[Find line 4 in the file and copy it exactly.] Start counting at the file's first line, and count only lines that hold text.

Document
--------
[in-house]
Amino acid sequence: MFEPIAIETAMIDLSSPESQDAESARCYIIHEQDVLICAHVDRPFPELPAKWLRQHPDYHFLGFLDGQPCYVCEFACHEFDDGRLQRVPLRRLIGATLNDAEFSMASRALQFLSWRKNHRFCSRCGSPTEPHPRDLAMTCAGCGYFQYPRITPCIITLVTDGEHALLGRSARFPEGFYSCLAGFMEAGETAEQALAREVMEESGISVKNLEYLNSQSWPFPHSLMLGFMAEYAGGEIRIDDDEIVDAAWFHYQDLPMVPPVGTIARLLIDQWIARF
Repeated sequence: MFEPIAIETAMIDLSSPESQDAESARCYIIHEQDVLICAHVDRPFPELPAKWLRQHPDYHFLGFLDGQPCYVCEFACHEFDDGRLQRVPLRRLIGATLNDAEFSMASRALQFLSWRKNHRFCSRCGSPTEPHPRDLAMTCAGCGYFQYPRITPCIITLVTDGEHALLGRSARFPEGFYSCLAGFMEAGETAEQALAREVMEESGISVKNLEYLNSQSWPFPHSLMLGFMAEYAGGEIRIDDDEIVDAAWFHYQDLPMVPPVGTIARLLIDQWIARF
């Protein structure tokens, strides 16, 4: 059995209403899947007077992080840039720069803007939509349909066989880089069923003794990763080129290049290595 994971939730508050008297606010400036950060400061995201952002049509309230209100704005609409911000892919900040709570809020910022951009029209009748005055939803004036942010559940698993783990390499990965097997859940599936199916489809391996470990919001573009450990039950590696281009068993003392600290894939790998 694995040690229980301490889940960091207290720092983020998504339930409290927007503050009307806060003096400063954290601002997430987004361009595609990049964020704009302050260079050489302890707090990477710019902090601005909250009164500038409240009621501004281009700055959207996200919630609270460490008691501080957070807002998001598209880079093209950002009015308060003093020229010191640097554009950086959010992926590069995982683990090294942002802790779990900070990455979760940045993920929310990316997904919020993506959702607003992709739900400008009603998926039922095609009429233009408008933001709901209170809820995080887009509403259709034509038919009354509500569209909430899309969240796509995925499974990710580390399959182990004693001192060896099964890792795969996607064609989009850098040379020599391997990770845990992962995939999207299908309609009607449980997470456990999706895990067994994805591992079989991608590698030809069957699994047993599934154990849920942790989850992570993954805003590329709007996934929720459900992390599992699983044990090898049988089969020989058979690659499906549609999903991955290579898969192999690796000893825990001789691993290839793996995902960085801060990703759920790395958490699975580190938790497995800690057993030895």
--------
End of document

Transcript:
């Protein structure tokens, strides 16, 4: 059995209403899947007077992080840039720069803007939509349909066989880089069923003794990763080129290049290595 994971939730508050008297606010400036950060400061995201952002049509309230209100704005609409911000892919900040709570809020910022951009029209009748005055939803004036942010559940698993783990390499990965097997859940599936199916489809391996470990919001573009450990039950590696281009068993003392600290894939790998 694995040690229980301490889940960091207290720092983020998504339930409290927007503050009307806060003096400063954290601002997430987004361009595609990049964020704009302050260079050489302890707090990477710019902090601005909250009164500038409240009621501004281009700055959207996200919630609270460490008691501080957070807002998001598209880079093209950002009015308060003093020229010191640097554009950086959010992926590069995982683990090294942002802790779990900070990455979760940045993920929310990316997904919020993506959702607003992709739900400008009603998926039922095609009429233009408008933001709901209170809820995080887009509403259709034509038919009354509500569209909430899309969240796509995925499974990710580390399959182990004693001192060896099964890792795969996607064609989009850098040379020599391997990770845990992962995939999207299908309609009607449980997470456990999706895990067994994805591992079989991608590698030809069957699994047993599934154990849920942790989850992570993954805003590329709007996934929720459900992390599992699983044990090898049988089969020989058979690659499906549609999903991955290579898969192999690796000893825990001789691993290839793996995902960085801060990703759920790395958490699975580190938790497995800690057993030895």